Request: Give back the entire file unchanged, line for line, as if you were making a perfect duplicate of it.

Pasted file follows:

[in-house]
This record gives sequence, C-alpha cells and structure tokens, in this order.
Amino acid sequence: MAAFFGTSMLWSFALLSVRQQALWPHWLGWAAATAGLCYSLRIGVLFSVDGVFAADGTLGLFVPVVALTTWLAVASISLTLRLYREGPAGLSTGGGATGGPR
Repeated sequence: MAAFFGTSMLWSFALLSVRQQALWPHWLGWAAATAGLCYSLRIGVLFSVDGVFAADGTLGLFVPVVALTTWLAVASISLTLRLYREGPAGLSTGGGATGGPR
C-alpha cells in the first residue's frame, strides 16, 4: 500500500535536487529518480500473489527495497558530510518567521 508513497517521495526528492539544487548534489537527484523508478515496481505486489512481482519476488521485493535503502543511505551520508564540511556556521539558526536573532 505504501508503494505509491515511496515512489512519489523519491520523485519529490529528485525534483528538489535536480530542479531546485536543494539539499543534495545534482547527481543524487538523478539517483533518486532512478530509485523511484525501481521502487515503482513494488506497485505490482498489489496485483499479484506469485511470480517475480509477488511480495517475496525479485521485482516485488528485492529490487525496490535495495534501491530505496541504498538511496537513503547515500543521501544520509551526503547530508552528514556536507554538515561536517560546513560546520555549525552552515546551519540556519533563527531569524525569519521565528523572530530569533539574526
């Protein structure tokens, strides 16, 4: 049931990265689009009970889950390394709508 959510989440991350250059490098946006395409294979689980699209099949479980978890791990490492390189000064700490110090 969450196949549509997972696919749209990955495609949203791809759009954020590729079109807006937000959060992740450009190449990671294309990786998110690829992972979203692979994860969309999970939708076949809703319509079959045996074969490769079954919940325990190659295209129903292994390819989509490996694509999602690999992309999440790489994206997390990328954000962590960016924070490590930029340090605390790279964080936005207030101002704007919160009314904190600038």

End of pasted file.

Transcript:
[in-house]
This record gives sequence, C-alpha cells and structure tokens, in this order.
Amino acid sequence: MAAFFGTSMLWSFALLSVRQQALWPHWLGWAAATAGLCYSLRIGVLFSVDGVFAADGTLGLFVPVVALTTWLAVASISLTLRLYREGPAGLSTGGGATGGPR
Repeated sequence: MAAFFGTSMLWSFALLSVRQQALWPHWLGWAAATAGLCYSLRIGVLFSVDGVFAADGTLGLFVPVVALTTWLAVASISLTLRLYREGPAGLSTGGGATGGPR
C-alpha cells in the first residue's frame, strides 16, 4: 500500500535536487529518480500473489527495497558530510518567521 508513497517521495526528492539544487548534489537527484523508478515496481505486489512481482519476488521485493535503502543511505551520508564540511556556521539558526536573532 505504501508503494505509491515511496515512489512519489523519491520523485519529490529528485525534483528538489535536480530542479531546485536543494539539499543534495545534482547527481543524487538523478539517483533518486532512478530509485523511484525501481521502487515503482513494488506497485505490482498489489496485483499479484506469485511470480517475480509477488511480495517475496525479485521485482516485488528485492529490487525496490535495495534501491530505496541504498538511496537513503547515500543521501544520509551526503547530508552528514556536507554538515561536517560546513560546520555549525552552515546551519540556519533563527531569524525569519521565528523572530530569533539574526
């Protein structure tokens, strides 16, 4: 049931990265689009009970889950390394709508 959510989440991350250059490098946006395409294979689980699209099949479980978890791990490492390189000064700490110090 969450196949549509997972696919749209990955495609949203791809759009954020590729079109807006937000959060992740450009190449990671294309990786998110690829992972979203692979994860969309999970939708076949809703319509079959045996074969490769079954919940325990190659295209129903292994390819989509490996694509999602690999992309999440790489994206997390990328954000962590960016924070490590930029340090605390790279964080936005207030101002704007919160009314904190600038």